Apple's patent FIG. 18 above is a flow chart of illustrative operations involved in operating a head-mounted device with a gaze-tracking system and a front-facing camera.
According to Apple, the head-mounted device may optionally include adjustable components stacked in series with display. For example, the head-mounted device may include an adjustable polarizer (e.g., a polarizer with switches that allow selected regions of the adjustable polarizer to be configured to serve as vertical-pass linear polarizers, horizontal-pass linear polarizers, or non-polarizing regions), tunable lenses (e.g., liquid crystal tunable lenses, tunable lenses based on electrooptic materials, tunable liquid lenses, microelectromechanical systems tunable lenses, or other tunable lenses), an adjustable color filter (e.g., an adjustable-color-cast light filter that can be adjusted to exhibit different color casts and/or a monochromatic adjustable-intensity light filter that has a single color cast), and/or an adjustable opacity system (e.g., a layer with an adjustable opacity for providing a darkened background if the display is transparent). There may be any suitable number of display pixels in display 26 (e.g., 0-1000, 10-10,000, 1000-1,000,000, 1,000,000 to 10,000,000, more than 1,000,000, fewer than 1,000,000, fewer than 10,000, fewer than 100, etc.).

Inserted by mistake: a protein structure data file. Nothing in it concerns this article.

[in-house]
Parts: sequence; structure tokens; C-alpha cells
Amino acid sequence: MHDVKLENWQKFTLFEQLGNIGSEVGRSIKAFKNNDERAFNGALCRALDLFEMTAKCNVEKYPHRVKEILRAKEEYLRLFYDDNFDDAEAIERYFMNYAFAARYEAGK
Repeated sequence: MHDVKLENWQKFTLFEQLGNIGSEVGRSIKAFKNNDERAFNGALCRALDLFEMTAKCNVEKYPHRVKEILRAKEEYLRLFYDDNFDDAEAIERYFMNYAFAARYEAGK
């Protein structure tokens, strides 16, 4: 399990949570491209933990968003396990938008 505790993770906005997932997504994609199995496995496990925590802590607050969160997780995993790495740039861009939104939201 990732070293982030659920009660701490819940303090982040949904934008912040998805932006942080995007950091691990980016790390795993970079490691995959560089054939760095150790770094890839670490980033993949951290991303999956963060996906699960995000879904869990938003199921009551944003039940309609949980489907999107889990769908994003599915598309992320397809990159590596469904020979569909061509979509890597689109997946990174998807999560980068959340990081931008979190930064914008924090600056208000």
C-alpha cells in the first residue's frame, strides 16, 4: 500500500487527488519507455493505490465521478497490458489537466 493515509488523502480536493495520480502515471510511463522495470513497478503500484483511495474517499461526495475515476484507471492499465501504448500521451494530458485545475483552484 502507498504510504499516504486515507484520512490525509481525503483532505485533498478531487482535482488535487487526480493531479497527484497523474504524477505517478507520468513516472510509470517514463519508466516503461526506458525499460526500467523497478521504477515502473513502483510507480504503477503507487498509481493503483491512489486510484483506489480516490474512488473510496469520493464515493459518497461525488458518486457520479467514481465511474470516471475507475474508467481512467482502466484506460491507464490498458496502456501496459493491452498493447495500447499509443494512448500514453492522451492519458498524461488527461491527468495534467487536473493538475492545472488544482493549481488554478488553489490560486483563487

Apple's patent application 20190331919 that was published today by the U.S. Patent Office was filed back in Q3 2018. Considering that this is a patent application, the timing of such a product to market is unknown at this time.